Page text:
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I don’t know why I almost always find short stories less interesting than full-length novels, but I do.

I read somewhere that the short story is the perfect form in which to tell a story.  The writer must make every word count and, I suppose, can’t drift off-subject or bring in totally extraneous things that have nothing to do with the plot.

Now maybe I’m wrong, but I believe that bringing in things that (apparently) don’t have anything to do with the main plot is part of the joy of reading. It’s like talking to a friend, where one thing leads to another, and it’s more interesting that way.

It’s kind of like reading a map, although anyone who knows me knows that’s not one of my strengths.  My husband and I just returned from a wonderful vacation in Spain.  We were going from Barcelona to the Costa Brava; he was driving and I was reading the map.  Now even I knew that the town we were looking for, S’Agaro, being on the Costa Brava, would be on or very close to the coast.  You’d know that, right?  But in my anxiety about my lack of skill in reading the map of Spain, I never unfolded it all the way, and I kept telling my husband to follow the signs for Girona because that was the biggest town in the direction we were going and because we had plans to go there the day after our arrival on the coast.

Well, in fact Girona is miles inland from the coast, and because the Costa Brava didn’t appear on the portion of the map I had in front of me, of course I couldn’t find S’Agaro.  It took a couple of stops at gas stations and talks with one very sweet taxi driver to find S’Agaro and the hotel where we were staying.  Here let me say that the people in Spain are truly friendly and helpful and very patient with someone who was determined to practice her Spanish, even in conversations with people who obviously spoke English.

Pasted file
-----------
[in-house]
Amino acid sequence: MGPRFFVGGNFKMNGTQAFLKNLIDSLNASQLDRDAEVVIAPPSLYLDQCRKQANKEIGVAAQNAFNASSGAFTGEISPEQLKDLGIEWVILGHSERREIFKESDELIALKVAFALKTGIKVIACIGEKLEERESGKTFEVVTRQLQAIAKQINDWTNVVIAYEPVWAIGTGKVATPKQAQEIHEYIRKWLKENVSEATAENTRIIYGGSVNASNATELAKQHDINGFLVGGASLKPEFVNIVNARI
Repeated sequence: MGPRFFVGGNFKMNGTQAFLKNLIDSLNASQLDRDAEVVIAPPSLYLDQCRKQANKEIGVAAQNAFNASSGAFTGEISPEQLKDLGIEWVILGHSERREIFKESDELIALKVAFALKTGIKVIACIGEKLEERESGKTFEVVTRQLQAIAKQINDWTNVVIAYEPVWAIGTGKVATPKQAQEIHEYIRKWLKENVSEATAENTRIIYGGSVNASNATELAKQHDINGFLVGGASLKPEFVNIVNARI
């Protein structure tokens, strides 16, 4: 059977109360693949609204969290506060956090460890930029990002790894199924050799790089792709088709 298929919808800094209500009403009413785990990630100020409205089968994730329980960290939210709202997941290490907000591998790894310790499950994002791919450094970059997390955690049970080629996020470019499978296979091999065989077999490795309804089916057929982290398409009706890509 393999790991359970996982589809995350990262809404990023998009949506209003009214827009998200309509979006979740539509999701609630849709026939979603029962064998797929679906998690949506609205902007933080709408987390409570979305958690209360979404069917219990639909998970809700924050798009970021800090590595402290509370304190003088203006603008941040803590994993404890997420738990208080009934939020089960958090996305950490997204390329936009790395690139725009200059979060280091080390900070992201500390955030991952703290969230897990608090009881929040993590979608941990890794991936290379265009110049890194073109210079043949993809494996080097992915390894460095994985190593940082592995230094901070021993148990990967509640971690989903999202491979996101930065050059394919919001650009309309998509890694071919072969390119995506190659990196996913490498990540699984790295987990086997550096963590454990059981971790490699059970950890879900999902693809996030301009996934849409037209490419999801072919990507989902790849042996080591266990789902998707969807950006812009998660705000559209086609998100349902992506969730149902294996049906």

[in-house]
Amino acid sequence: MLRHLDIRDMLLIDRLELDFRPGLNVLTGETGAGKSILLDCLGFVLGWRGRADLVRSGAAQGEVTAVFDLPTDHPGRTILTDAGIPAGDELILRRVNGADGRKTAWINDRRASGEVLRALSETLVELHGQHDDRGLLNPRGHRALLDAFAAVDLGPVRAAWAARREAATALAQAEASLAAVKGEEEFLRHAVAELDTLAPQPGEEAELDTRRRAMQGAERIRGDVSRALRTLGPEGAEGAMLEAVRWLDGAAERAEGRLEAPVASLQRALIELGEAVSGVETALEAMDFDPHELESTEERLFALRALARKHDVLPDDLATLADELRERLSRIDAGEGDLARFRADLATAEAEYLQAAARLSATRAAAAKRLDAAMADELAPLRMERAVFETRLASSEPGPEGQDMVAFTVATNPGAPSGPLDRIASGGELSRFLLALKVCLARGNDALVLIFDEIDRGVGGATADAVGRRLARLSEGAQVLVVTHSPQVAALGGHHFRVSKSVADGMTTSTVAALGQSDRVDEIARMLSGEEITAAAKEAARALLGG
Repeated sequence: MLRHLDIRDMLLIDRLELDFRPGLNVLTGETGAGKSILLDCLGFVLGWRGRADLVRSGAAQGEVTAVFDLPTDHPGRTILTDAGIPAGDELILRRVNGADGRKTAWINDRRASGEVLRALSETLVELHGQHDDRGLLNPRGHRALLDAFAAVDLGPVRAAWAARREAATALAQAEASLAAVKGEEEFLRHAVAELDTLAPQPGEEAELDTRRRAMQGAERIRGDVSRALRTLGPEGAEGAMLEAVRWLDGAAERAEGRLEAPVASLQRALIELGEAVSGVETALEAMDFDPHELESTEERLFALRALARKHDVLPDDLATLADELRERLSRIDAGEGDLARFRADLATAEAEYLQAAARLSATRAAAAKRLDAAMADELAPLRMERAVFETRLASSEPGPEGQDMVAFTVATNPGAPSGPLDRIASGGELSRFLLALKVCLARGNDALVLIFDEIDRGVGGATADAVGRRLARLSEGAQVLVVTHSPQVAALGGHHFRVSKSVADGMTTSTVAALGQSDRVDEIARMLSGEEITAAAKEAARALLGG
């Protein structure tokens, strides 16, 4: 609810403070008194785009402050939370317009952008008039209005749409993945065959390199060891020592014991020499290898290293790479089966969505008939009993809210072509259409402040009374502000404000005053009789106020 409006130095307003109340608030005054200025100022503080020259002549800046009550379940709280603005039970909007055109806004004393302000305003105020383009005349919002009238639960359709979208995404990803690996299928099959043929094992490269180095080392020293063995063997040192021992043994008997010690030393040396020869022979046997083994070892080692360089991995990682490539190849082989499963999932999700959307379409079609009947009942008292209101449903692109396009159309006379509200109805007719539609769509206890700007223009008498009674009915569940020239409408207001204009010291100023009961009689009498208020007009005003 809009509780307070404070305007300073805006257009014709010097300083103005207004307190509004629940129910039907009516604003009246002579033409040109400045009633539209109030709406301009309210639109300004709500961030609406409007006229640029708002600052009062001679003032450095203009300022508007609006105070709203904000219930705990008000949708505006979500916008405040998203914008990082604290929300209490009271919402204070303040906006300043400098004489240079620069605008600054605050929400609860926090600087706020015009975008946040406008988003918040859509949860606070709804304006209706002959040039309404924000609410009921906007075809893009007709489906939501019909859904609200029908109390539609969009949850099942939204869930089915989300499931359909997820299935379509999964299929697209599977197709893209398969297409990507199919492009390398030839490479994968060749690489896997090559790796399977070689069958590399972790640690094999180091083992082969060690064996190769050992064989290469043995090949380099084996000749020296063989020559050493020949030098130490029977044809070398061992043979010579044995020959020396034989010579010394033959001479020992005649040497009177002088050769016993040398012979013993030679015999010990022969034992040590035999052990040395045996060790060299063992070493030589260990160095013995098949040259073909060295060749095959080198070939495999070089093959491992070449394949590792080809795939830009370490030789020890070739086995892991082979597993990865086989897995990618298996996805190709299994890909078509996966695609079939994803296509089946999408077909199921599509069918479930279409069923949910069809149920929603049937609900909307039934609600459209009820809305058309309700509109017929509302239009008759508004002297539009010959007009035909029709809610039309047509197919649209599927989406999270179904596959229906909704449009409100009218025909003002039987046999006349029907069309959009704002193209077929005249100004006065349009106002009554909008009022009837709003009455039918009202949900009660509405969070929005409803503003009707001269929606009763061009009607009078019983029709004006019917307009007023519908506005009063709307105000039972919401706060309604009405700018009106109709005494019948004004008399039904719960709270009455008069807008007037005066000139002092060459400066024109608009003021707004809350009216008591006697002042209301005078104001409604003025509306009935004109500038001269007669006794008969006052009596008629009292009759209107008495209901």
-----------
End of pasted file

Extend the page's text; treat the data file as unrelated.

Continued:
Now you’re probably wondering what my misadventure in Spain has to do with short stories. Well, if you’re honest you found that little detour (metaphorically and logistically speaking) interesting; at least I hope you did.  And it’s because the story didn’t take a straight route from Barcelona to S’Agaro–it was the stopping at gas stations and talking to a taxi driver that hopefully made our trip a bit real to you.  And that’s why I find mystery novels more enjoyable than mystery short stories.  It’s more interesting, if more time-consuming, to go from here-to-there-to-there-to-final destination than simply to go directly from here to final destination.  And a short story, by definition, can’t spend much time wandering about; it has to get to the conclusion within a given number of words or pages.

The only exception that comes to mind is Sherlock Holmes. While we were in Spain I read all of the Holmes stories on my Kindle.  The stories are superior to the four full-length novels, in my opinion.  They give me a clearer insight into Holmes than the novels do, and the stories never seem rushed or squeezed into a box.  But other than Sir Arthur Conan Doyle, I can’t think of an author whose stories are better than his/her novels. Can you?


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